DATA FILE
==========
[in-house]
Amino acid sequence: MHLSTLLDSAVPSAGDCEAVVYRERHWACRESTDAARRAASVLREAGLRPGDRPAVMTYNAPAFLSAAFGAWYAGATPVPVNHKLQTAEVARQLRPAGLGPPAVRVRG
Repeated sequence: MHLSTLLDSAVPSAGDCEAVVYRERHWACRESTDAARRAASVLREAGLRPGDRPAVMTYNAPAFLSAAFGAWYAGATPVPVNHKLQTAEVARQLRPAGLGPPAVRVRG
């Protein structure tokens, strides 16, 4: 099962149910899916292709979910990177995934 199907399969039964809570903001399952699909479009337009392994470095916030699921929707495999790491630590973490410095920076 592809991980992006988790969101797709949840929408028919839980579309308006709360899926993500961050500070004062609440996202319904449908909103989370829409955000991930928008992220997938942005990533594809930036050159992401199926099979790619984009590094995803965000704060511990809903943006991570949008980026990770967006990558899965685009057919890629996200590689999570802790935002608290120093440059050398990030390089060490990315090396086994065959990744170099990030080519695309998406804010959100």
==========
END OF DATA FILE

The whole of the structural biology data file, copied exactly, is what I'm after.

[in-house]
Amino acid sequence: MHLSTLLDSAVPSAGDCEAVVYRERHWACRESTDAARRAASVLREAGLRPGDRPAVMTYNAPAFLSAAFGAWYAGATPVPVNHKLQTAEVARQLRPAGLGPPAVRVRG
Repeated sequence: MHLSTLLDSAVPSAGDCEAVVYRERHWACRESTDAARRAASVLREAGLRPGDRPAVMTYNAPAFLSAAFGAWYAGATPVPVNHKLQTAEVARQLRPAGLGPPAVRVRG
């Protein structure tokens, strides 16, 4: 099962149910899916292709979910990177995934 199907399969039964809570903001399952699909479009337009392994470095916030699921929707495999790491630590973490410095920076 592809991980992006988790969101797709949840929408028919839980579309308006709360899926993500961050500070004062609440996202319904449908909103989370829409955000991930928008992220997938942005990533594809930036050159992401199926099979790619984009590094995803965000704060511990809903943006991570949008980026990770967006990558899965685009057919890629996200590689999570802790935002608290120093440059050398990030390089060490990315090396086994065959990744170099990030080519695309998406804010959100």